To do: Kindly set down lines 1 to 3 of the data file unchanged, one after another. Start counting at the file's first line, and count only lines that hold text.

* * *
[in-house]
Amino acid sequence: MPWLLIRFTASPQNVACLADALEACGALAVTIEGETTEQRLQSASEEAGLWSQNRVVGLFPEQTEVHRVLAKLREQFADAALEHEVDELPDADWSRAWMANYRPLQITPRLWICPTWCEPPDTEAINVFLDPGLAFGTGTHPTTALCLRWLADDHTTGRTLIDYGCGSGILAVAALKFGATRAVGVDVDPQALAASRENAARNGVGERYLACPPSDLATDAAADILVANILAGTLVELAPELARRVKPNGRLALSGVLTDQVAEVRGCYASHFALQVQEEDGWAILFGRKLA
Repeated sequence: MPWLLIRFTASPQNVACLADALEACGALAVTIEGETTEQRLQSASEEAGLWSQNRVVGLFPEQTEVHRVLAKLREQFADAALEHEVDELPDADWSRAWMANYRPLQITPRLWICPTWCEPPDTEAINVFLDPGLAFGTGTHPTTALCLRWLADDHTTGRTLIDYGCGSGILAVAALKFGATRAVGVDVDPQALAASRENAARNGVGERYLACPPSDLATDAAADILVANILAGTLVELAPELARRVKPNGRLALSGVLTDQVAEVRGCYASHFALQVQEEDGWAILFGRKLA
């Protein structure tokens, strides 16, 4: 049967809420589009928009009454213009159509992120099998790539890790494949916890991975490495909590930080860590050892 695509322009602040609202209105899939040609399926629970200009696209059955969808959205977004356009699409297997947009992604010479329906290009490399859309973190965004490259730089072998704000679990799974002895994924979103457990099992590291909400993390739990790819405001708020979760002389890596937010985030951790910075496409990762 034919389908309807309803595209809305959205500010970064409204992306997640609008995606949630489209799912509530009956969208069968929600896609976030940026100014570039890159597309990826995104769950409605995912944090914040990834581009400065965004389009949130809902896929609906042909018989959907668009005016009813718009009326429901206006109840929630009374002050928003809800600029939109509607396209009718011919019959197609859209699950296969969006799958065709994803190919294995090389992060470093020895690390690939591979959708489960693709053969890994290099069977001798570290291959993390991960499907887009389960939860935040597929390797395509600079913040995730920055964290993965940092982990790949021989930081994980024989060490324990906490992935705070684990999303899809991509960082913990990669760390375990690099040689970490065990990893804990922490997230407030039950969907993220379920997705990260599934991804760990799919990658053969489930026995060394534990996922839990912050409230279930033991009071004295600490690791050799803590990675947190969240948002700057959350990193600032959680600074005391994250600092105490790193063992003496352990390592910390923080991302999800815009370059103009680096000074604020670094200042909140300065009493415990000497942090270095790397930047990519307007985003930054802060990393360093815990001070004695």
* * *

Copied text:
[in-house]
Amino acid sequence: MPWLLIRFTASPQNVACLADALEACGALAVTIEGETTEQRLQSASEEAGLWSQNRVVGLFPEQTEVHRVLAKLREQFADAALEHEVDELPDADWSRAWMANYRPLQITPRLWICPTWCEPPDTEAINVFLDPGLAFGTGTHPTTALCLRWLADDHTTGRTLIDYGCGSGILAVAALKFGATRAVGVDVDPQALAASRENAARNGVGERYLACPPSDLATDAAADILVANILAGTLVELAPELARRVKPNGRLALSGVLTDQVAEVRGCYASHFALQVQEEDGWAILFGRKLA
Repeated sequence: MPWLLIRFTASPQNVACLADALEACGALAVTIEGETTEQRLQSASEEAGLWSQNRVVGLFPEQTEVHRVLAKLREQFADAALEHEVDELPDADWSRAWMANYRPLQITPRLWICPTWCEPPDTEAINVFLDPGLAFGTGTHPTTALCLRWLADDHTTGRTLIDYGCGSGILAVAALKFGATRAVGVDVDPQALAASRENAARNGVGERYLACPPSDLATDAAADILVANILAGTLVELAPELARRVKPNGRLALSGVLTDQVAEVRGCYASHFALQVQEEDGWAILFGRKLA